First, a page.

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Census Bureau releases first-ever Native Hawaiian business counts

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WASHINGTON – The U.S. Census Bureau’s most recent count of businesses gives a snapshot of Native Hawaiian entrepreneurship for the first time, as it has separated Hawaiians and other Pacific Islanders out of the “Asian” category.

In 2002, the most recent of its every-five-year business counts, there were 28,948 Hawaiian/Pacific Islander businesses in the United States, with sales of $4.28 billion, the bureau reported. That translates to a relatively modest $147,837 in sales per business.

Native Hawaiians account for more than half of these businesses, 16,776. Native Samoans owned 2,204 firms, and Native Guamanians or members of Guam’s Chamorro tribe had 3,797. Since the census breaks out the firms by state but does not include the territories of American Samoa or Guam, it is possible these last two categories may be underrepresented.

The vast majority of these are single-owner businesses. Just 3,693 Native Hawaiian/Pacific Islander-owned businesses reported employees, and these averaged about eight workers apiece. The 29,319 employees of these companies averaged about $28,000 in wages for 2002.

Those 3,693 firms with employees took in more than 75 percent of total receipts, $3.5 billion, meaning a lot of the single-owner businesses weren’t very lucrative. Those 25,255 single-owner businesses took in $777 million for 2002, averaging $30,783 apiece.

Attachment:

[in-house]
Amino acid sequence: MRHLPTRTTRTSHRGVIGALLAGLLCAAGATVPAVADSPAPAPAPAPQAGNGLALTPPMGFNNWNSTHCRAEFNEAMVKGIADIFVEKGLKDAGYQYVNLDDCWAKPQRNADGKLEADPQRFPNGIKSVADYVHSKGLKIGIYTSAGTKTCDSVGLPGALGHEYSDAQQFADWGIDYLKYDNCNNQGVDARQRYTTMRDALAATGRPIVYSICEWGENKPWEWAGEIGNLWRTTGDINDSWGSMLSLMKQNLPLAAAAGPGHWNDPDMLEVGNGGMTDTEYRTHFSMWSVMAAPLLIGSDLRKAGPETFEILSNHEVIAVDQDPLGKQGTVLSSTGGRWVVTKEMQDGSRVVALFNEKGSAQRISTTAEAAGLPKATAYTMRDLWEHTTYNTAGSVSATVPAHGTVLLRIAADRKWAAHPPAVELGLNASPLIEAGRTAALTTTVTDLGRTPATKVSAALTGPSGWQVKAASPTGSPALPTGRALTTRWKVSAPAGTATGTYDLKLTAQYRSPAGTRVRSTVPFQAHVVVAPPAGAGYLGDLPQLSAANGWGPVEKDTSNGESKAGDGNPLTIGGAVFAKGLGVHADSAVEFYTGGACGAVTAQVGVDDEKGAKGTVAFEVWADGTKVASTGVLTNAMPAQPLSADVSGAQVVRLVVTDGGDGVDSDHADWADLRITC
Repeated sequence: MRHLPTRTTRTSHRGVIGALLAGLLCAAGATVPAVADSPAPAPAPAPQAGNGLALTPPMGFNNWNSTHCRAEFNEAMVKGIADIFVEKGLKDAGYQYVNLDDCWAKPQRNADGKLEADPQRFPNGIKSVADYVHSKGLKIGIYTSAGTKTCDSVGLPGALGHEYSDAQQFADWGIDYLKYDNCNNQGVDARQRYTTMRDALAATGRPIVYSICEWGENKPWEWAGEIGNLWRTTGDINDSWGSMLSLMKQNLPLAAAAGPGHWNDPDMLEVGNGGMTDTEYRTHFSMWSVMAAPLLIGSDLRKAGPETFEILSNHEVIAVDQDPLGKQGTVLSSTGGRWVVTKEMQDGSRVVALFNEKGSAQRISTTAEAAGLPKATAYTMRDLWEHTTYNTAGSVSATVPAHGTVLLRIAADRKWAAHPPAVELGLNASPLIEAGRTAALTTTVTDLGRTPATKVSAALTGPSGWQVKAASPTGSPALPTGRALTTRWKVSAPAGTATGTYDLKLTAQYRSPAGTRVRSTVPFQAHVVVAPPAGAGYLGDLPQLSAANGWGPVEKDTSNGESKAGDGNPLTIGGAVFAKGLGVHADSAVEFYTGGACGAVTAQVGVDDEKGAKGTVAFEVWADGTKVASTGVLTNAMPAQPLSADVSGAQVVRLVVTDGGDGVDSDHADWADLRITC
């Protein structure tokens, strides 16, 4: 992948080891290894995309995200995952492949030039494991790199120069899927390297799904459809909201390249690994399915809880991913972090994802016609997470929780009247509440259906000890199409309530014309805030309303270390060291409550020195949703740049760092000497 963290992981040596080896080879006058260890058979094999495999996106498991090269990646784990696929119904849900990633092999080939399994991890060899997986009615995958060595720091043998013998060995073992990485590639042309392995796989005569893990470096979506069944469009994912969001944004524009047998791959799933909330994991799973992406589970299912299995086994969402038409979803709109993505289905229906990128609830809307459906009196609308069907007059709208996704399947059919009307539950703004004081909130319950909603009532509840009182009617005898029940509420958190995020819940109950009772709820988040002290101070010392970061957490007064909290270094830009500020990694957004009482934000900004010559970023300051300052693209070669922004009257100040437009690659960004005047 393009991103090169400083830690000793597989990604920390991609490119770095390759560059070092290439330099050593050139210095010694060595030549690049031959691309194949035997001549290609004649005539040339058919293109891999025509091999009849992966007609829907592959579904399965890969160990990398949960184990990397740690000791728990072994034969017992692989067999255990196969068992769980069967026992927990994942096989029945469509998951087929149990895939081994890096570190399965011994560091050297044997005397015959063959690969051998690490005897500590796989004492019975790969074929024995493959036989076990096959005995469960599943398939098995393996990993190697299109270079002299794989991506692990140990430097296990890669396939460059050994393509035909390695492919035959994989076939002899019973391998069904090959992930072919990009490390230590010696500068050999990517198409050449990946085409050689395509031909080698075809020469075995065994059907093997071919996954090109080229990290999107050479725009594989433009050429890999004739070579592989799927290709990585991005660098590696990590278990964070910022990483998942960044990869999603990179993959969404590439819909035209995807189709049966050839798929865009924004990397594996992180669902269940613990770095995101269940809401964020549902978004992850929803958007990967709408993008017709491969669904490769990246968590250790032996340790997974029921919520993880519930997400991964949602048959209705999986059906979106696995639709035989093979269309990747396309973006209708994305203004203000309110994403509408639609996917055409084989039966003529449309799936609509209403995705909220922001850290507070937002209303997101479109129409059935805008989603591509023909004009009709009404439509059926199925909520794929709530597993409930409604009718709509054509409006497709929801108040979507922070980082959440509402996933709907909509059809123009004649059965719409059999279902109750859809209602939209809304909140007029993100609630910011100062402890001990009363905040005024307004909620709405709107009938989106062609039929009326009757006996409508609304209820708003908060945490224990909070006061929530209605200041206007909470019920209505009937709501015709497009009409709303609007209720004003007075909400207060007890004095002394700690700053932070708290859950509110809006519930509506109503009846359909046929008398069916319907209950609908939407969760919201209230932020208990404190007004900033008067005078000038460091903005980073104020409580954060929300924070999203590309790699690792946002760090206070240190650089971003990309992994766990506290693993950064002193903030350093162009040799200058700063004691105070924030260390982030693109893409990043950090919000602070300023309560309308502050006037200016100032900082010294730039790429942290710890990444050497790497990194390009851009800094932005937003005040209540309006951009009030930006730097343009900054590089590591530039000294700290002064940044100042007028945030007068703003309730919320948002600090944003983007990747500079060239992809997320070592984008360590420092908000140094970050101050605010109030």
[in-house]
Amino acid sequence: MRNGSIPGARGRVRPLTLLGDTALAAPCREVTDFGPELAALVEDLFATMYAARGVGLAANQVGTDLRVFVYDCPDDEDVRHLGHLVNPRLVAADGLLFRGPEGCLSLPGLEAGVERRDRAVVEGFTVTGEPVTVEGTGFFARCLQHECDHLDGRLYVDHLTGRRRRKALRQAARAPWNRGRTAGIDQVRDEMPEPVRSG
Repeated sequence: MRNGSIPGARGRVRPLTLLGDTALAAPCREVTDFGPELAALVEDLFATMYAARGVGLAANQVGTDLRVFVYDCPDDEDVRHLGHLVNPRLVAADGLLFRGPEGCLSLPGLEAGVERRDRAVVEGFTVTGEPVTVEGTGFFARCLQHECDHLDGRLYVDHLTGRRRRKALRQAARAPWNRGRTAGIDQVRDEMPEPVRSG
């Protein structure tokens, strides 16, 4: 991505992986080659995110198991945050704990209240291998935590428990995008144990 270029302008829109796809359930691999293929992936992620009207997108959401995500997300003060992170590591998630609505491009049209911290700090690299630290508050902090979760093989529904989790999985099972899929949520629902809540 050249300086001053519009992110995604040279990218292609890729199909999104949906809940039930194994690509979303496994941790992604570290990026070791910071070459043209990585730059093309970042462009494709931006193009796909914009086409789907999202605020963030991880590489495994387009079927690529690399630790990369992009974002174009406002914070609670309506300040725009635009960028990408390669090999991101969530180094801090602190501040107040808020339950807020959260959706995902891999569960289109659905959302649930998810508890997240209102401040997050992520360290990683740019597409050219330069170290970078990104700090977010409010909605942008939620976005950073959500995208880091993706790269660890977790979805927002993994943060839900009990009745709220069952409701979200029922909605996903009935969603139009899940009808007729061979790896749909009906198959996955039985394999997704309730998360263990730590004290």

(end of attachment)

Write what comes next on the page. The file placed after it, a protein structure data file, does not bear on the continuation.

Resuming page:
The retail category saw the most number of companies, 3,601. This was followed by the intriguingly named category “administrative and support and waste management and remediation services” category, with 3,362 businesses, and then the professional category, with 3,239 firms.

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In the professional category, the 321 Native Hawaiian/Pacific Islander firms with employees had a payroll of $53.4 million, meaning the average worker received $39,499. Retail employees averaged $27,000 in wages.

Hawaii, not surprisingly, was the state with the largest number of these companies, at 8,359. Next came California, with 7,074; New York, at 3,005; Texas, 1,391; and Washington state, 728.

In tourist-friendly Hawaii, unsurprisingly, the retail category measured the most firms, 1,080, followed by construction, 972, and professional, 909. The retail firms pulled in $301 million, and the 131 firms with employees averaged $21,825 apiece.

In California, the professional category led, with 1,080 Native Hawaiian/Pacific Islander firms. Transportation and warehouse firms came in second at 418, and real estate firms third at 402.

In New York, health care was the top category of firms, followed by retail.

Taken together with numbers the Census Bureau released in June on American Indian/Native Alaskan businesses, there were more than 225,000 Native firms in 2002, with sales of $30 billion. The bureau surveys businesses in years ending with 2 and 7 but typically does not release the results for three or four years after that, so the 2002 results are just coming out now.